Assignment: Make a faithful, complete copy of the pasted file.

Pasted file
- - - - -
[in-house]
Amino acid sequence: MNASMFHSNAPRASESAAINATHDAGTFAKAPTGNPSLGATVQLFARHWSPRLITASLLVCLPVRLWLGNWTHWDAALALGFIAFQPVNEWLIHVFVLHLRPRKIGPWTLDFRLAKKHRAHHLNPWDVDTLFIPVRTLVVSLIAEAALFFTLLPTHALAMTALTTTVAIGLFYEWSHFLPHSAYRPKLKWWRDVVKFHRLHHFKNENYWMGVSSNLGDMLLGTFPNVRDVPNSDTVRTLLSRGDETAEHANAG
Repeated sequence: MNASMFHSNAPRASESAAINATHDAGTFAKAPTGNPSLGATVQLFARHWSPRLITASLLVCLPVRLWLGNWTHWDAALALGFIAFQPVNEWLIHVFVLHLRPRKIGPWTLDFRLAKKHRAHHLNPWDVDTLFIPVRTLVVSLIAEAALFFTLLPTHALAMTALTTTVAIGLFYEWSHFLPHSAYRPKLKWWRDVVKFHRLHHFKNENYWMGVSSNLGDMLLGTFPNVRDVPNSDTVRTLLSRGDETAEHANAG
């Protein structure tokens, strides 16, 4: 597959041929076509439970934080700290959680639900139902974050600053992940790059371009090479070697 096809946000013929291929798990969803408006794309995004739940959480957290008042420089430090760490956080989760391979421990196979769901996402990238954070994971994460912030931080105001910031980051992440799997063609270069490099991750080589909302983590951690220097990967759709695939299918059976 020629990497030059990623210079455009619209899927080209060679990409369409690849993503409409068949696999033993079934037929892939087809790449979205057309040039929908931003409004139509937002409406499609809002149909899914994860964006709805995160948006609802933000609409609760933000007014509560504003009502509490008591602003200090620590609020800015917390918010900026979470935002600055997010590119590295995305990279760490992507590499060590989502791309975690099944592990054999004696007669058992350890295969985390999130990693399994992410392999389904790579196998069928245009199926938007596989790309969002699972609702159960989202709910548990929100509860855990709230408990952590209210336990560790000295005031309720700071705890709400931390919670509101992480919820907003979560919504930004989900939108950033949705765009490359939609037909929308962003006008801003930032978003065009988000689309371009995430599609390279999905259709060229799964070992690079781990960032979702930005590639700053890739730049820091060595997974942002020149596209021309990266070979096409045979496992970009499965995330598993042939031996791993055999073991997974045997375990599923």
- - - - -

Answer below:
[in-house]
Amino acid sequence: MNASMFHSNAPRASESAAINATHDAGTFAKAPTGNPSLGATVQLFARHWSPRLITASLLVCLPVRLWLGNWTHWDAALALGFIAFQPVNEWLIHVFVLHLRPRKIGPWTLDFRLAKKHRAHHLNPWDVDTLFIPVRTLVVSLIAEAALFFTLLPTHALAMTALTTTVAIGLFYEWSHFLPHSAYRPKLKWWRDVVKFHRLHHFKNENYWMGVSSNLGDMLLGTFPNVRDVPNSDTVRTLLSRGDETAEHANAG
Repeated sequence: MNASMFHSNAPRASESAAINATHDAGTFAKAPTGNPSLGATVQLFARHWSPRLITASLLVCLPVRLWLGNWTHWDAALALGFIAFQPVNEWLIHVFVLHLRPRKIGPWTLDFRLAKKHRAHHLNPWDVDTLFIPVRTLVVSLIAEAALFFTLLPTHALAMTALTTTVAIGLFYEWSHFLPHSAYRPKLKWWRDVVKFHRLHHFKNENYWMGVSSNLGDMLLGTFPNVRDVPNSDTVRTLLSRGDETAEHANAG
């Protein structure tokens, strides 16, 4: 597959041929076509439970934080700290959680639900139902974050600053992940790059371009090479070697 096809946000013929291929798990969803408006794309995004739940959480957290008042420089430090760490956080989760391979421990196979769901996402990238954070994971994460912030931080105001910031980051992440799997063609270069490099991750080589909302983590951690220097990967759709695939299918059976 020629990497030059990623210079455009619209899927080209060679990409369409690849993503409409068949696999033993079934037929892939087809790449979205057309040039929908931003409004139509937002409406499609809002149909899914994860964006709805995160948006609802933000609409609760933000007014509560504003009502509490008591602003200090620590609020800015917390918010900026979470935002600055997010590119590295995305990279760490992507590499060590989502791309975690099944592990054999004696007669058992350890295969985390999130990693399994992410392999389904790579196998069928245009199926938007596989790309969002699972609702159960989202709910548990929100509860855990709230408990952590209210336990560790000295005031309720700071705890709400931390919670509101992480919820907003979560919504930004989900939108950033949705765009490359939609037909929308962003006008801003930032978003065009988000689309371009995430599609390279999905259709060229799964070992690079781990960032979702930005590639700053890739730049820091060595997974942002020149596209021309990266070979096409045979496992970009499965995330598993042939031996791993055999073991997974045997375990599923």